the mountains was suddenly changed, as by an earthquake; a
dense white smoke rose high in the air, and long cracks appeared
in the side of the iceberg, of which the upper part was hurled to
a great distance, and fell in fragments about the Forward.
But the way was by no means free yet; huge lumps of ice were
suspended upon the neighboring icebergs, and their fall threatened
to close the exit.
Hatteras saw their situation in a flash of the eye.
“Wolston!” he shouted.
The gunner hastened to him.
“Captain!” he said.
“Put a triple charge in the forward gun, and ram it in as hard
as possible!”
“Are we going to batter the iceberg down with cannon-balls?”
asked the doctor.
“No,” answered Hatteras. “That would do no good. No
balls, Wolston, but a triple charge of powder. Be quick!”
In a few moments the gun was loaded.
“What is he going to do without a ball?” muttered Shandon
between his teeth.
“We'll soon see,” answered the doctor.
“We are all ready. Captain,” cried Wolston.
“Well,” answered Hatteras. “Brunton!” he shouted to the
engineer, “make ready! Forward a little!”
Brunton opened the valves, and the screw began to move; the
Forward drew near the blown-up iceberg.
“Aim carefully at the passage!” cried the captain to the
He obeyed; when the brig was only half a cable-length distant,
Hatteras gave the order,—
A loud report followed, and the fragments of ice, detached by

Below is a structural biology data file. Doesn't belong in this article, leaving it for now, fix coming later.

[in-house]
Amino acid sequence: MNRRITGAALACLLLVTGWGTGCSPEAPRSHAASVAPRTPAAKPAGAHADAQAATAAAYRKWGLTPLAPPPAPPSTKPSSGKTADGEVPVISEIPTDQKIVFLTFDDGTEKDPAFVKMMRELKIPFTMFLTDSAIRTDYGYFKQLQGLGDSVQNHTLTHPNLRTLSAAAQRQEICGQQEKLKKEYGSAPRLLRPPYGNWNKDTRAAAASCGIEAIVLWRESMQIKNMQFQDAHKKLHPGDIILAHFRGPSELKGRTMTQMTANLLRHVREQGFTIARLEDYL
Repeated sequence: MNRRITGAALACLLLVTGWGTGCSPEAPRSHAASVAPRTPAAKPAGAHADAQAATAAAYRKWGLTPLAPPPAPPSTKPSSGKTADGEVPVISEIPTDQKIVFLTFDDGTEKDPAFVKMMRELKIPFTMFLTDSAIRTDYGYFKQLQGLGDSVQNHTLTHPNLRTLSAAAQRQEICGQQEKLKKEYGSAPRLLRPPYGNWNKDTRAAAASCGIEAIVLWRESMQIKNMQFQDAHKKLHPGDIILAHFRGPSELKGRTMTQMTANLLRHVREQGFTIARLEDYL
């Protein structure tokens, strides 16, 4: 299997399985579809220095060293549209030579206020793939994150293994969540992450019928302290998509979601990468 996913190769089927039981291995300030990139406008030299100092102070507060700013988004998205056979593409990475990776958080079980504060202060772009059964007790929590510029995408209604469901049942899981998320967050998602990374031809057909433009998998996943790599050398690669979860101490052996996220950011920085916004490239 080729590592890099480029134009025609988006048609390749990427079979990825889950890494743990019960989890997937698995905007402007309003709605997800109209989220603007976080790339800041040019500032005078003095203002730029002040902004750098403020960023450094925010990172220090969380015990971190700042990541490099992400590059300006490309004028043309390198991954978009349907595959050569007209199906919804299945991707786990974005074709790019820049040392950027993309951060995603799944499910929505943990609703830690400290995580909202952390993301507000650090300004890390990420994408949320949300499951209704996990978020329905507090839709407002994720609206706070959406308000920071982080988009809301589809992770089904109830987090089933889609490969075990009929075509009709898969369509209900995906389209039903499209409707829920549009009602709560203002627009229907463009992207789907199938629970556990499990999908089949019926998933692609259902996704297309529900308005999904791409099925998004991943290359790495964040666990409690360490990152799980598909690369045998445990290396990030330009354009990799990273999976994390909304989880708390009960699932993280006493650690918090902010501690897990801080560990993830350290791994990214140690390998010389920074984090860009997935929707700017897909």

the commotion of the air, fell suddenly into the sea. The simple
concussion had been enough.
“Put on full steam, Brunton!” shouted Hatteras. “Straight
for the passage, Johnson!”
Johnson was at the helm; the brig, driven by the screw, which
tossed the water freely, entered easily the open passage. It was
time. The Forward had hardly passed through the opening, before
it closed behind it.
It was an exciting moment, and the only calm and collected
man on board was the captain. So the crew, amazed at the success
of this device, could not help shouting,—
“Hurrah for John Hatteras!”




Please join our telegram group for more such stories and updates.telegram channel

Books related to The Voyages and Adventures of Captain Hatteras

कल्पनारम्य कथा भाग २
भूते पकडणारा  तात्या नाव्ही
छोटे बच्चों  के लिए -अस्सी घाट की कविताएँ
सुभाषित माला
महाभारत सत्य की मिथ्य?
इच्छापूर्ती शाबरी मंत्र
तुम्हाला तुमची स्वतःची ओळख करुन घ्यायचीय का?
पुन्हा नव्याने सुरुवात
अदभूत  सत्ये -  भाग १
कविता संग्रह
Understanding Itihasa
आरतियाँ Arati in Hindi
 पांच सौ वर्ष का अघोरी